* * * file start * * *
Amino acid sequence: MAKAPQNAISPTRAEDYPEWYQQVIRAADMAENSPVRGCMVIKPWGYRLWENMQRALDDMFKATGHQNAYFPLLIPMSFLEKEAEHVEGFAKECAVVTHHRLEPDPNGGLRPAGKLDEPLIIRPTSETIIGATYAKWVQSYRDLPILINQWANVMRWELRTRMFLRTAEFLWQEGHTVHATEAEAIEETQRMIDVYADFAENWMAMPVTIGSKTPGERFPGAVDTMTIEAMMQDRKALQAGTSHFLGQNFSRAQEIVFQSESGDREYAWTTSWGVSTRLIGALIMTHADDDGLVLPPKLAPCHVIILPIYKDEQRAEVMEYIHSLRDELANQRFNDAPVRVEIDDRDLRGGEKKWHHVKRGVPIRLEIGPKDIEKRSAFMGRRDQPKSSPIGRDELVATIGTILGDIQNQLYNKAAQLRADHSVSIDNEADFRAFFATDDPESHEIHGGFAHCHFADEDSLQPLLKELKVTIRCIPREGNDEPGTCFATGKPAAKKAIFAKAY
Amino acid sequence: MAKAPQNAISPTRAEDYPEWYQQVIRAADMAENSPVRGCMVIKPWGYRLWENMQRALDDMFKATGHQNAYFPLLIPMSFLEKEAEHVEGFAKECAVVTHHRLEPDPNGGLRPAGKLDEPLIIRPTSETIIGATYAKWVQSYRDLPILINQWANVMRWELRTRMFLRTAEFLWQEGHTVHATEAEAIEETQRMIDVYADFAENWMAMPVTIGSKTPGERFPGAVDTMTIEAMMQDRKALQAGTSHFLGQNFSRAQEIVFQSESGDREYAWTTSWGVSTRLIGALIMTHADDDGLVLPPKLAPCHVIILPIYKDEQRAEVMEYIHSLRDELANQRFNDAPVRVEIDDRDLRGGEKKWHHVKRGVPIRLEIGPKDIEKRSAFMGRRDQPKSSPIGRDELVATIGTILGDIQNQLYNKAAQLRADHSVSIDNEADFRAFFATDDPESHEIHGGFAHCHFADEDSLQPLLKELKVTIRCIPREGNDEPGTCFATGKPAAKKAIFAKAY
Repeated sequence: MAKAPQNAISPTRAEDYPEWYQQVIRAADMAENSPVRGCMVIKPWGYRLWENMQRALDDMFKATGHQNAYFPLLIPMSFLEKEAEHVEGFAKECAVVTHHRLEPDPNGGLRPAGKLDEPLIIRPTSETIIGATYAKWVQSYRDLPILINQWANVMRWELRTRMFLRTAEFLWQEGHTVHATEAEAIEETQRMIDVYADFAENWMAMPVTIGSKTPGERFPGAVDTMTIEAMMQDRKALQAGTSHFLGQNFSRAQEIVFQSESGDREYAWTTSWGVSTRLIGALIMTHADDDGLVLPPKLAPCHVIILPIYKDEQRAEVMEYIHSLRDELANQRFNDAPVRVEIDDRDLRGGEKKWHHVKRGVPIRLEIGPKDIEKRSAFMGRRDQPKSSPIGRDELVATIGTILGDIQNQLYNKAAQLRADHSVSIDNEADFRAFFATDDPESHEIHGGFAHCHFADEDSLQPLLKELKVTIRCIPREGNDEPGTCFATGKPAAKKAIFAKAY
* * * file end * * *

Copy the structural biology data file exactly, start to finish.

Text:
Amino acid sequence: MAKAPQNAISPTRAEDYPEWYQQVIRAADMAENSPVRGCMVIKPWGYRLWENMQRALDDMFKATGHQNAYFPLLIPMSFLEKEAEHVEGFAKECAVVTHHRLEPDPNGGLRPAGKLDEPLIIRPTSETIIGATYAKWVQSYRDLPILINQWANVMRWELRTRMFLRTAEFLWQEGHTVHATEAEAIEETQRMIDVYADFAENWMAMPVTIGSKTPGERFPGAVDTMTIEAMMQDRKALQAGTSHFLGQNFSRAQEIVFQSESGDREYAWTTSWGVSTRLIGALIMTHADDDGLVLPPKLAPCHVIILPIYKDEQRAEVMEYIHSLRDELANQRFNDAPVRVEIDDRDLRGGEKKWHHVKRGVPIRLEIGPKDIEKRSAFMGRRDQPKSSPIGRDELVATIGTILGDIQNQLYNKAAQLRADHSVSIDNEADFRAFFATDDPESHEIHGGFAHCHFADEDSLQPLLKELKVTIRCIPREGNDEPGTCFATGKPAAKKAIFAKAY
Amino acid sequence: MAKAPQNAISPTRAEDYPEWYQQVIRAADMAENSPVRGCMVIKPWGYRLWENMQRALDDMFKATGHQNAYFPLLIPMSFLEKEAEHVEGFAKECAVVTHHRLEPDPNGGLRPAGKLDEPLIIRPTSETIIGATYAKWVQSYRDLPILINQWANVMRWELRTRMFLRTAEFLWQEGHTVHATEAEAIEETQRMIDVYADFAENWMAMPVTIGSKTPGERFPGAVDTMTIEAMMQDRKALQAGTSHFLGQNFSRAQEIVFQSESGDREYAWTTSWGVSTRLIGALIMTHADDDGLVLPPKLAPCHVIILPIYKDEQRAEVMEYIHSLRDELANQRFNDAPVRVEIDDRDLRGGEKKWHHVKRGVPIRLEIGPKDIEKRSAFMGRRDQPKSSPIGRDELVATIGTILGDIQNQLYNKAAQLRADHSVSIDNEADFRAFFATDDPESHEIHGGFAHCHFADEDSLQPLLKELKVTIRCIPREGNDEPGTCFATGKPAAKKAIFAKAY
Repeated sequence: MAKAPQNAISPTRAEDYPEWYQQVIRAADMAENSPVRGCMVIKPWGYRLWENMQRALDDMFKATGHQNAYFPLLIPMSFLEKEAEHVEGFAKECAVVTHHRLEPDPNGGLRPAGKLDEPLIIRPTSETIIGATYAKWVQSYRDLPILINQWANVMRWELRTRMFLRTAEFLWQEGHTVHATEAEAIEETQRMIDVYADFAENWMAMPVTIGSKTPGERFPGAVDTMTIEAMMQDRKALQAGTSHFLGQNFSRAQEIVFQSESGDREYAWTTSWGVSTRLIGALIMTHADDDGLVLPPKLAPCHVIILPIYKDEQRAEVMEYIHSLRDELANQRFNDAPVRVEIDDRDLRGGEKKWHHVKRGVPIRLEIGPKDIEKRSAFMGRRDQPKSSPIGRDELVATIGTILGDIQNQLYNKAAQLRADHSVSIDNEADFRAFFATDDPESHEIHGGFAHCHFADEDSLQPLLKELKVTIRCIPREGNDEPGTCFATGKPAAKKAIFAKAY